(11) COMICS SECTION.

(12) OSCAR TIME. “Avengers: Endgame – How we made the visual effects” – the BBC video shows how little of what we saw was actually shot as we saw it.

Avengers: Endgame is one of five movies competing at the 2020 Oscars for best visual effects.

Al Moloney spoke to Framestore’s Stuart Penn about the challenges of creating the effects for the film.

(13) RARA AVIS. The BBC’s Melissa Hogenboom asks “How did the last Neanderthals live?”

In many ways, the last surviving Neanderthals are a mystery. But four caves in Gibraltar have given an unprecedented insight into what their lives might have been like.

Forty thousand years ago in Europe, we were not the only human species alive – there were at least three others. Many of us are familiar with one of these, the Neanderthals. Distinguished by their stocky frames and heavy brows, they were remarkably like us and lived in many pockets of Europe for more than 300,000 years.

For the most part, Neanderthals were a resilient group. They existed for about 200,000 years longer than we modern humans (Homo sapiens) have been alive. Evidence of their existence vanishes around 28,000 years ago – giving us an estimate for when they may, finally, have died off.

Fossil evidence shows that, towards the end, the final few were clinging onto survival in places like Gibraltar. Findings from this British overseas territory, located at the southern tip of the Iberian peninsula, are helping us to understand more about what these last living Neanderthals were really like. And new insights reveal that they were much more like us than we once believed.

In recognition of this, Gibraltar received Unesco world heritage status in 2016. Of particular interest are four large caves. Three of these caves have barely been explored. But one of them, Gorham’s cave, is a site of yearly excavations. “They weren’t just surviving,” the Gibraltar museum’s director of archaeology Clive Finlayson tells me of its inhabitants.

…The remains of more than 150 different species of bird have also been uncovered in Gorham’s cave, many with tooth and cut marks, which suggests Neanderthals ate them.

There is even evidence they caught birds of prey, including golden eagles and vultures. We don’t know if they laid out meat and then waited for the right opportunity to go in for the kill, or whether they actively hunted birds, a much more difficult task. What we do know is that they didn’t necessarily eat all the birds they were hunting, especially not the birds of prey like vultures – which are full of acid.

“Most of the cut marks are on the wing bones with little flesh. It seems they were catching these to wear the feathers,” says Clive Finlayson. They seem to have preferred birds with black feathers. This indicates they may have used them for decorative purposes such as jewelry.

(14) SPACE CONNECTION. “How worried should we be about ‘Big Brother’ technology?”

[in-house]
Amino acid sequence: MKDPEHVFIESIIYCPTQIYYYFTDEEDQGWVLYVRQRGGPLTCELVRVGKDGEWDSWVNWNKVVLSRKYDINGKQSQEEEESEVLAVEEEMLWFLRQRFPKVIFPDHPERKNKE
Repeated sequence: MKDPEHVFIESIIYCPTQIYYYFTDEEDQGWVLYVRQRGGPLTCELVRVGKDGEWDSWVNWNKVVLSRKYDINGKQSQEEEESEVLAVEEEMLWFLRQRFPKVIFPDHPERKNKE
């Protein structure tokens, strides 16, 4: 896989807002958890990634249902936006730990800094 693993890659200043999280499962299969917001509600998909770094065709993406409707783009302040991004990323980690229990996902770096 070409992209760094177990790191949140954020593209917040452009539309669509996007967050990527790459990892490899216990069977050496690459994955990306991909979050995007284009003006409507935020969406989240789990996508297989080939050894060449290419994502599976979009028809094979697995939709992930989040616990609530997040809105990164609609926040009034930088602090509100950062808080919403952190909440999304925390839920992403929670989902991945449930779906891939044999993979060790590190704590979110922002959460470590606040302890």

Peenemünde is a port in northern Germany, where the River Peene meets the Baltic Sea.

There, in October 1942, German engineers sat in a control room watching a television screen. It showed live, close-up images of a prototype weapon on its launch pad some 2.5km (1.5 miles) away. On another screen, with a wide-angle view, they saw the weapon surge skywards.

The test had succeeded. They were looking at something that would shape the future – but perhaps not in the way they imagined.

…Wernher von Braun, the brilliant young engineer behind the V2, surrendered to the Americans as the Third Reich fell, then helped them win the space race.

If you had told him that his rocket test would be the first step towards putting a man on the Moon, he would not have been surprised. That is exactly what motivated him.

At one point, he was briefly arrested after someone on a train overheard him say that he wished he could build spaceships instead of weapons, and reported this suspiciously non-conforming thought to the Gestapo, the Nazi secret police.

But von Braun might not have anticipated that he was also witnessing the birth of another hugely influential technology – one the Gestapo would have loved in its modern form – closed-circuit television, better known as CCTV.

(15) WHERE IS IT NOW. The BBC tells of “An atomic marker hidden in plain sight”.

In the courtyard of a gift shop decorated with colourful ceramic frogs and dragonflies, it’s easy to overlook the historic marker.

Perhaps that’s fitting for a secret site.

In the early 1940s, the world’s top scientists and their families trudged through this patio, bedraggled from a cross-country train trip. Most didn’t know where they were headed. All they had were classified orders to report to the address “109 East Palace, Santa Fe, New Mexico”. When they opened the wrought iron gate, they entered what the National Historical Landmark plaque calls a “portal to their secret mission”, which was to build the atomic bomb.

“They came in through the courtyard,” said Marianne Kapoun, who with her husband owns The Rainbow Man gift shop, which occupies the formerly classified facility. Visitors now enter the shop through a front door; the historical entrance where scientists like Enrico Fermi and Richard Feynman once passed, is blocked, and the walkway cluttered with dangling ceramic chillies and hand-painted jack-o-lantern gourds.

The newcomers, which included a contingent of British scientists, were issued security passes and loaded from the facility onto a bus or a Jeep for the last leg of their journey. Their destination lay 35 miles away, up tortuous, unpaved mountain roads, in the hidden settlement of Los Alamos. And what they eventually accomplished, the plaque says, was “one of the greatest scientific achievements in human history”.